Donald Trump has questioned whether the US should continue its support for the "One China" policy unless Beijing makes concessions on trade and other issues. 

"I don't want China dictating to me", he said while defending his recent phone call with Taiwanese President Tsai Ing-wen. 

In an interview with Fox News on Sunday, he said: "I don't know why we have to be bound by a 'One China' policy unless we make a deal with China having to do with other things, including trade."

The President-elect was responding to a question about his phone conversation with Taiwanese President Tsai Ing-wen, which represented a break with decades of US diplomatic tradition that recognises Beijing as the sole representative of China.

Mr Trump said he had only a few hours notice that the call was coming and that reports it had been prearranged by his team were false.

The "One China" policy means Beijing and Washington both consider Taiwan a part of China. 

Mr Trump went on to claim China was also a currency manipulator and needed to do more to curb North Korea's nuclear ambitions. 

He said that as North Korea's main patron, China "could solve that problem" but "they're not helping at all" and also criticised China's aggressive actions in the South China Sea.

The billionaire said it would have been disrespectful not to take the call from Ms Tsai, who had congratulated him on his victory.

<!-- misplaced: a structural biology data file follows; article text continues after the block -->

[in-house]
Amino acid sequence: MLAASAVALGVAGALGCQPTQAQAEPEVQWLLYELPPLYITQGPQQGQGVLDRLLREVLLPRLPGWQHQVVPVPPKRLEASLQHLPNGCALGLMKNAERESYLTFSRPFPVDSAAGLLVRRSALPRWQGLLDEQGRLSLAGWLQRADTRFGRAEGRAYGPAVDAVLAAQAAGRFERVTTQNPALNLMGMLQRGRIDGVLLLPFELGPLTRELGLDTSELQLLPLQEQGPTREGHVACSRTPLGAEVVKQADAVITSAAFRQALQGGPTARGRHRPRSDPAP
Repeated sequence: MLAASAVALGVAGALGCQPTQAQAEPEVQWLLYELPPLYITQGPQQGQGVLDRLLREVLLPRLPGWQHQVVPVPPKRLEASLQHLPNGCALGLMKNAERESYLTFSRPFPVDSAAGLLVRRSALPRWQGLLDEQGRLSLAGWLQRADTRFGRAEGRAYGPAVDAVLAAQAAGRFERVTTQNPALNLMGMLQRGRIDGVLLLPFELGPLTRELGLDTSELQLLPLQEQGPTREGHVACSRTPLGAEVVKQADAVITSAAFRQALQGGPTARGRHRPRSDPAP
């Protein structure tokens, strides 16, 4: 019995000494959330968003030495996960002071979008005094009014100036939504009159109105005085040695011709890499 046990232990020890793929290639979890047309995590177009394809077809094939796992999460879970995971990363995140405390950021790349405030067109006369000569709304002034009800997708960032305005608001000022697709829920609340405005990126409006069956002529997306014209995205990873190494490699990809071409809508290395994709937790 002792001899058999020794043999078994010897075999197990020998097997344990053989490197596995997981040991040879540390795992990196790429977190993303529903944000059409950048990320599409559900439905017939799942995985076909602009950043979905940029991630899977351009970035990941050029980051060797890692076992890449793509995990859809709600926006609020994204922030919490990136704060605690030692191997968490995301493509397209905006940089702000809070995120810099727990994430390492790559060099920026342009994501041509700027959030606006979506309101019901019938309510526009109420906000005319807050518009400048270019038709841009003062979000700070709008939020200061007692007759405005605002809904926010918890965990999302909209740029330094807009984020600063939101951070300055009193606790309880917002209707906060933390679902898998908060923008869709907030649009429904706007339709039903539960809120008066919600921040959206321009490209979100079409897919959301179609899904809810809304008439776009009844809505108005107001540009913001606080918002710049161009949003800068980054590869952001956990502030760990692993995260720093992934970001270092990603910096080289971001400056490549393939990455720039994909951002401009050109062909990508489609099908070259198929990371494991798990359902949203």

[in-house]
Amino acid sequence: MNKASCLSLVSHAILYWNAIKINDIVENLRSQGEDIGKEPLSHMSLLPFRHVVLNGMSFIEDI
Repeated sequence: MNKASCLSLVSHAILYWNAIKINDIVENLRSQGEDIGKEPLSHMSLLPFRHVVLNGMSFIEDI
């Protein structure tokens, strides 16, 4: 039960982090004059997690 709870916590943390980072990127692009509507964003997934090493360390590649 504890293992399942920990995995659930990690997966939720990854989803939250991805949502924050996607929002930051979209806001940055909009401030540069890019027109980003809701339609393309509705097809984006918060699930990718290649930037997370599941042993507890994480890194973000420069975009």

He said: "It was a very nice call. Short. And why should some other nation be able to say I can't take a call?"

The "One China" policy grew out of the ending of the Chinese Civil War in the late 1940s when the Nationalist government under Chiang Kai-shek was overthrown by the Communists, forming the People's Republic of China, and fled to the island of Formosa (now Taiwan) - where they formed the Republic of China

At the time the Nationalists vowed to return to Beijing and for many years Western powers recognised them as the official rulers of China.

But the US first formally adopted the "One China" policy in 1972 when President Richard Nixon opened up relations with China under the ailing Chairman Mao Tse-tung - despite continuing informal relations with Taipei.

The People's Republic of China had replaced the Republic of China as a permanent member of the UN Security Council a year earlier.

In recent years a movement has grown in Taiwan calling for the government to declare official independence from the Chinese mainland - something Beijing fiercely opposes.

Additional reporting by agencies

 


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